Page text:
From Shore to Shore
Mary Cooper and MW Sun
On The Wire
The Dukes, Lancaster
There’s actual food for thought in this contemplative play about the experience of British Chinese communities.
It takes the old adage, about the way to the heart being through the stomach, by serving up a mini Chinese banquet either side of the performance. In that respect it resembles The Chef Show or even Chip Shop Chips which also appeared here and did a similar service to Indian restaurants and Britain’s staple diet.
From Shore to Shore expands the remit to cover a century of Chinese history through the stories of several characters caught up in everything from the Sino-Japanese war, through Mao’s Cultural Revolution, to the everyday concerns of contemporary members of the UK’s Chinese society. It smartly illustrates how little we know or understand about the communities within our midst, but in a quietly effective way. It also underlines the particular significance of Chinese food either as reward, ritual or for plain survival, let alone as a business proposition.
Ozzie Yue, as Chung Wing, is a central narrator whose story begins as a refugee war orphan, while the other six cast members portray 17 characters between them. Stories that may initially appear as knotted as a bowl of noodles are gradually drawn out to become genuinely moving testimony.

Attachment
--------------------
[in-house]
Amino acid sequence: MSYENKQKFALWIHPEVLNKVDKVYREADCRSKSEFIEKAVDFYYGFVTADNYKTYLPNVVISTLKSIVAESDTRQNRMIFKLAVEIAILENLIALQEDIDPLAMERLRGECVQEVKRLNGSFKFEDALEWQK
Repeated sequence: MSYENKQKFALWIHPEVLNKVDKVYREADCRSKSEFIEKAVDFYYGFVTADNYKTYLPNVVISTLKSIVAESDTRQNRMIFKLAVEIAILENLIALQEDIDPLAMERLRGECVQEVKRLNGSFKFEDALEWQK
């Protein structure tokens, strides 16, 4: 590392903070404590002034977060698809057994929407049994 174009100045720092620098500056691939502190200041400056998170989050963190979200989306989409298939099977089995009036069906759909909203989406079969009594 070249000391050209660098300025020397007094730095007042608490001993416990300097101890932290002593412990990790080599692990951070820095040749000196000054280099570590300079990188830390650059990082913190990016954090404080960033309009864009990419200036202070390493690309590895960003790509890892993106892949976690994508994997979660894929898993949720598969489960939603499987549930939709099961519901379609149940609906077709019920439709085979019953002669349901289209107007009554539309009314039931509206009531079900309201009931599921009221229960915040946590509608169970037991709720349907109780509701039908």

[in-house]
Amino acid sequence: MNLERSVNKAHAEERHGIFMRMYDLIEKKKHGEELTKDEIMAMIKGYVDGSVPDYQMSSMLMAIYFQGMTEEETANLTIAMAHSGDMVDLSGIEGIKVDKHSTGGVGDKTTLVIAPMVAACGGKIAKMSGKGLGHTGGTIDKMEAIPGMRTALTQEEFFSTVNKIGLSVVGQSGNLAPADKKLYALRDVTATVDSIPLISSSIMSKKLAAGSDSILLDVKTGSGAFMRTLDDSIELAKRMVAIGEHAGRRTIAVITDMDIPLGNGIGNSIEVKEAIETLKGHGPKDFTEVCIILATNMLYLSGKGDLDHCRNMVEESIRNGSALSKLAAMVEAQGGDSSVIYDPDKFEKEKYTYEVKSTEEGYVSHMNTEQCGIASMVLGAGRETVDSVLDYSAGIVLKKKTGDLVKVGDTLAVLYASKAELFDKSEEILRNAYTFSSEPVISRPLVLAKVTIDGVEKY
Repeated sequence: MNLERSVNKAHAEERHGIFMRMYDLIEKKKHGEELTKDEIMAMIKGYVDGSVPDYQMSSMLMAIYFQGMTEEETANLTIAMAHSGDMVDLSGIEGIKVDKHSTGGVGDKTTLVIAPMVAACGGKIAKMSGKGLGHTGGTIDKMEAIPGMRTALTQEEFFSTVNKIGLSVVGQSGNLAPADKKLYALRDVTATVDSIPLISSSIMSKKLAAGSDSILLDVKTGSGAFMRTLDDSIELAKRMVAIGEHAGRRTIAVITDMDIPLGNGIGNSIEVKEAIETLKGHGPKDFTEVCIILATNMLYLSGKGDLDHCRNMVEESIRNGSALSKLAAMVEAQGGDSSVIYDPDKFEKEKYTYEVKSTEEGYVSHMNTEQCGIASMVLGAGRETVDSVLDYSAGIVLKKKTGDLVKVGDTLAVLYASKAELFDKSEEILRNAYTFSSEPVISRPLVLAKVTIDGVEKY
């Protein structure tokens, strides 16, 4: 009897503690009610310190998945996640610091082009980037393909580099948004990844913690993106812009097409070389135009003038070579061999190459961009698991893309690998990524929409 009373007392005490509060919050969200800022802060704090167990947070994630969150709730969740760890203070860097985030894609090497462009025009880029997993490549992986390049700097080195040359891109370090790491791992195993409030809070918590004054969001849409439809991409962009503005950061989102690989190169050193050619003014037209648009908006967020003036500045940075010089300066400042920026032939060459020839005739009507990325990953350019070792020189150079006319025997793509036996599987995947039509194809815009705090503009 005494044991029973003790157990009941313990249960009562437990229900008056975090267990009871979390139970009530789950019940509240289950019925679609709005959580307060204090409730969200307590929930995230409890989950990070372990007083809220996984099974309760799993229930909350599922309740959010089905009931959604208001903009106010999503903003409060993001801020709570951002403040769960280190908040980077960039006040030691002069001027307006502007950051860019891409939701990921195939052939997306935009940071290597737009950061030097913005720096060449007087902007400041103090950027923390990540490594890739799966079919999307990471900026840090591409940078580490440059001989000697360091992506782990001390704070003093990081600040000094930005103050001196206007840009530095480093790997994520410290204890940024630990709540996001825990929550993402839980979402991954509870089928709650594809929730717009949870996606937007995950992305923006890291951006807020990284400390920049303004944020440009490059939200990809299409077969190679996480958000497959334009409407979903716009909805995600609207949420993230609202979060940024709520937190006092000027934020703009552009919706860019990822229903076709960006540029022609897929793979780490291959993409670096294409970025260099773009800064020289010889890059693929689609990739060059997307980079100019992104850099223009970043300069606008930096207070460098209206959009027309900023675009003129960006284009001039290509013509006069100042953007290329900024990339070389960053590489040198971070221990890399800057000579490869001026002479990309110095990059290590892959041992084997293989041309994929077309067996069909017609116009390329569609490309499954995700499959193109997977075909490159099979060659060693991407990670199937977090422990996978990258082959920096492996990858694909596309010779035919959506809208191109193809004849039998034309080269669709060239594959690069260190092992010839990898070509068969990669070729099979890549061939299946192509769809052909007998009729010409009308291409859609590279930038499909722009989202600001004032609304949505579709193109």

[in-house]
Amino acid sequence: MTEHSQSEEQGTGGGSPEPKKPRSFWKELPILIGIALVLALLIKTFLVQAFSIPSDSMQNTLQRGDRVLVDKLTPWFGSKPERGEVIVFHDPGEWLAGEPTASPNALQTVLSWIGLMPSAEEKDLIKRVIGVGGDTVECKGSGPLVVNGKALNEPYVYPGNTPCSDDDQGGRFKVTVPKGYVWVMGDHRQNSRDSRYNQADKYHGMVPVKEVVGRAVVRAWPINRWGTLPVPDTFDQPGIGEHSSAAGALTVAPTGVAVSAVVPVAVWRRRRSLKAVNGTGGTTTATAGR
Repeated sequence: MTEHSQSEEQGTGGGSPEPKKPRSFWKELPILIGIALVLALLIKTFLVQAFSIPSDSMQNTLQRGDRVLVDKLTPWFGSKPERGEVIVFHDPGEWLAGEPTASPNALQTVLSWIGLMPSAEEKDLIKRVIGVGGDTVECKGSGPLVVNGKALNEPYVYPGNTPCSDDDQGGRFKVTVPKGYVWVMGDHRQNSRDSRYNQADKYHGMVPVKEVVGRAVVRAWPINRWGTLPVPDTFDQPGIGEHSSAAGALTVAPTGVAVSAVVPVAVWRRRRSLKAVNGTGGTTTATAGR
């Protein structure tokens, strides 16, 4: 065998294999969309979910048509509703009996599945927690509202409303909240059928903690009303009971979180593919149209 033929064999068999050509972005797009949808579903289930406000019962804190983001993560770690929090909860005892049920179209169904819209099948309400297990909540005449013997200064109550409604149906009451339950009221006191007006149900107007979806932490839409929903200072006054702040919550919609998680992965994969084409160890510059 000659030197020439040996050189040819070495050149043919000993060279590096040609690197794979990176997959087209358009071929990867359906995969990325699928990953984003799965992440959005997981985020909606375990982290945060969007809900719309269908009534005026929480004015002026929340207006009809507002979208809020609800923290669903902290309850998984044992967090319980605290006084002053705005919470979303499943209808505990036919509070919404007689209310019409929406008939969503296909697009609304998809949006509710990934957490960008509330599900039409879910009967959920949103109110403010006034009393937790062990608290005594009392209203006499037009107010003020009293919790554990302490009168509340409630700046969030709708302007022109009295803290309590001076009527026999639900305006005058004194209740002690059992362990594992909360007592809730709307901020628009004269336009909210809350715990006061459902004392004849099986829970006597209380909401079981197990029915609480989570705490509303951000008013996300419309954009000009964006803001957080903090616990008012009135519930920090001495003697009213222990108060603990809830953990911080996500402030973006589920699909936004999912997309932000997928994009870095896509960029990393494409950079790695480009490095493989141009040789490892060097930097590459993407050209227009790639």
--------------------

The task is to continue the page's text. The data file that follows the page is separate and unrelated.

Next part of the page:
Writers Mary Cooper and MW Sun spent three years researching and recording stories from communities in Yorkshire and Manchester and the writing bears the signature of verbatim theatre. Nicola Chang’s live music adds an authentic soundscape, while Pui Lee’s design and Douglas Kuhrt’s lighting are economic but effective, as befits a travelling show that appears everywhere from Chinese restaurants to settings such as here, in the Dukes’ Creative Learning Centre.
Follow all that with a tasty line-up of chilli chicken, lamb, king prawns, tofu and vegetables shared around the dining table setting with fellow theatregoers (and the added opportunity to widen discussion of the production) and you have a near-perfect recipe for a night out.
The play continues a national tour until next month.
Reviewer: David Upton